Amid COVID-19, rural communities continue to face economic, health and safety concerns. From misinformation to improper sanitation, pastoral communities require immediate assistance to not only survive, but thrive. Mercy Corps, a humanitarian organization, has stepped in to support these communities’ most vulnerable members. In recent months, the NGO has shifted its priorities; now, Mercy Corps is supporting girls’ education more than ever.
The Mission of Mercy Corps
In addition to reducing poverty and oppression through sustainable community building, Mercy Corps recently established a Resilience Fund to combat COVID-19’s effects. Mercy Corps explained that its funding will “provide emergency supplies, food and clean water” to developing countries like Colombia, Yemen and Nepal. However, donations go beyond monetary support as the organization targets public health concerns and stimulates economic recovery through education.
To protect pastoral communities, Mercy Corps supplies counseling stations, hand-washing training and sanitary facilities for nursing mothers and children. It also provides food when local markets close and funnel donations directly to at-risk families. To stimulate economic growth, Mercy Corps’ supports farmers, small businesses and girls’ education.
A New Focus: Girls’ Education
Recently, Mercy Corps made girls’ education its top priority as it “produces exceptional gains in areas of health, infant mortality and economic well-being of families.” However, the consequences of the pandemic forced many rural communities to relegate girls’ education to a lower priority. When countries like Kenya closed their borders, cities also shut down their schools. In turn, young women returned to their families and household chores.
Mercy Corps projects that the pandemic will significantly affect learning within rural communities. UNICEF organizations like Voices of Youth understand that education can delay young women’s marriages: each year a woman remains a school, she receives greater opportunities for personal growth and employment. However, Mercy Corps, and perhaps even Voices of Youth, fear that COVID-19 will increase the number of high school dropouts and consequently increase the rate of child marriages.
In the face of economic uncertainty, Mercy Corps supports girls’ education and aims to prevent its disappearance from public consciousness. Small donations and public outreach will counteract the pandemic’s effects and return young girls to safe, supportive environments that nourish their learning potential. The Resilience Fund will also maintain the Mercy Corps’ STEM program, which helps women in Nepal and Yemen complete their education through invaluable tutoring programs.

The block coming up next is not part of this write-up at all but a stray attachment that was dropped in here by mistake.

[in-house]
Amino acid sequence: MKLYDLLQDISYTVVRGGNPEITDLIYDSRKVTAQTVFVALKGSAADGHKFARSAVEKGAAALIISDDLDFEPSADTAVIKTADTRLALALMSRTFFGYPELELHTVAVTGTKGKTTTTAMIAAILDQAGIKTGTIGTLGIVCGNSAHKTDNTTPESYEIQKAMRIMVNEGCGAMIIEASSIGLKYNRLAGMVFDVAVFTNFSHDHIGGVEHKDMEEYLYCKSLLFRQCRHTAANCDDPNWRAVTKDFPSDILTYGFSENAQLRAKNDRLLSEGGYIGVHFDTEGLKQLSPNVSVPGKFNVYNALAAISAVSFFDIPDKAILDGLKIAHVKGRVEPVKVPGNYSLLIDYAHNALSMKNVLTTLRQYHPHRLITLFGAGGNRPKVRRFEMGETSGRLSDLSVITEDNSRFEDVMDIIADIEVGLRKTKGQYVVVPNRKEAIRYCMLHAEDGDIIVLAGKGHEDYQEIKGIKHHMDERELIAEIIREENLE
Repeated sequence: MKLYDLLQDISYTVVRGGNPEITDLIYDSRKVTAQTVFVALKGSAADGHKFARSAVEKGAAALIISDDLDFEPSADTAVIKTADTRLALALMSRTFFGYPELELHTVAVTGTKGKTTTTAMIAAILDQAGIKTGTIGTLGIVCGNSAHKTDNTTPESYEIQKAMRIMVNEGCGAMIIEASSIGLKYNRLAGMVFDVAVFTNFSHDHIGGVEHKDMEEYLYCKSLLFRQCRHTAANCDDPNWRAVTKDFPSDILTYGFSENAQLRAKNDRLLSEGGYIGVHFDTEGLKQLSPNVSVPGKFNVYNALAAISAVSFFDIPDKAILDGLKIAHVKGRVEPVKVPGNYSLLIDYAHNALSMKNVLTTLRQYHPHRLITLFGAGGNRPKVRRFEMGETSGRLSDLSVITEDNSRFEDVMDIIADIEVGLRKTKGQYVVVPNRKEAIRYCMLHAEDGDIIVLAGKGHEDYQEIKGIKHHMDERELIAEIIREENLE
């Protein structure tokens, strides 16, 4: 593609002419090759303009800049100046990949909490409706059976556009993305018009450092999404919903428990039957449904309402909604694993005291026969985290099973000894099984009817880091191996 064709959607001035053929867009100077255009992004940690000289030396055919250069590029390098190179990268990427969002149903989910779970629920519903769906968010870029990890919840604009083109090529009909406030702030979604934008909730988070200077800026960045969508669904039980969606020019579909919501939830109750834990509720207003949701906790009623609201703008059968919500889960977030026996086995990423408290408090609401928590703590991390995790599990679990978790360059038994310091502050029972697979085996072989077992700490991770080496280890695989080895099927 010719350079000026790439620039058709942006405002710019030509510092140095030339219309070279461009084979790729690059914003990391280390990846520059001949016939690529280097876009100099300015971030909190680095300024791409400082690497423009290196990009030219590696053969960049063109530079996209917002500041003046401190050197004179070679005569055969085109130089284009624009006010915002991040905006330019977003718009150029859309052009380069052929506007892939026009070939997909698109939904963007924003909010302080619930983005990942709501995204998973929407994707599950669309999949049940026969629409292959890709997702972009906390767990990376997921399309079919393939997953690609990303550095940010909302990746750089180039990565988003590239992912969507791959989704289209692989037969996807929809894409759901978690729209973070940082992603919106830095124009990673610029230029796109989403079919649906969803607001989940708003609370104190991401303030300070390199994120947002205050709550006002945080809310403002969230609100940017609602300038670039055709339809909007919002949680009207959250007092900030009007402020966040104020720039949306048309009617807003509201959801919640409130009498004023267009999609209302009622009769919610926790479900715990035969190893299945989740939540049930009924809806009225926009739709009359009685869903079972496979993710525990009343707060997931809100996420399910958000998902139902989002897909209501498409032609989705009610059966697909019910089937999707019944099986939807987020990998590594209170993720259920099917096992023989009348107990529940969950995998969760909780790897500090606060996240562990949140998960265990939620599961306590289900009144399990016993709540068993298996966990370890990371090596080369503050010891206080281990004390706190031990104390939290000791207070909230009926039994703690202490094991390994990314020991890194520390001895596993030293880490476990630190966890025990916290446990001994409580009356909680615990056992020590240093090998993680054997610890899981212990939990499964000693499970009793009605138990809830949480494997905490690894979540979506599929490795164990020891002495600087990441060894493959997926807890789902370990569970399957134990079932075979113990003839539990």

Cooperating with Communities to Increase Impact
Mercy Corps values girls’ education as a resource for development and hints at its potential social effects. However, UNICEF believes local communities must provide women access to quality education in three concrete ways:
- Low-Cost Education at Convenient Times. UNICEF argues that women’s education should be free or cost relatively little. School hours should be flexible so girls can maintain commitments to their families, complete their chores and finish their assignments. If families worry about the loss of income, schools should compensate community members by providing young girls with scholarships or stipends.
- Female Teachers and Schools Close to Home. Girls’ safety remains an everyday concern for most parents. Schools with women teachers can eliminate this stress and ensure that girls succeed without external pressures. Schools within walking distance of home also ensure the safety of young girls by reducing exposure to dangerous areas.
- Empowering Curricula. Because girls’ education has the potential to “enhance women’s self-esteem,” their course curricula should “avoid reproducing gender stereotyping.” Building a woman’s skills and self-confidence transforms her into a better worker, citizen and parent—all invaluable outcomes that extend far beyond graduation.
If rural communities consider UNICEF’s recommendations and remain open-minded to the benefits of girls’ education, the Mercy Corps Resilience Fund will serve a greater purpose. The Resilience Fund will stimulate economic development and encouraging proper hygiene. It will also counter COVID-19’s effects and ensure that girls’ education becomes a worldwide priority. Mercy Corps is supporting girls’ education to provide hope for economic viability in the next generation of women.
– Kyler Juarez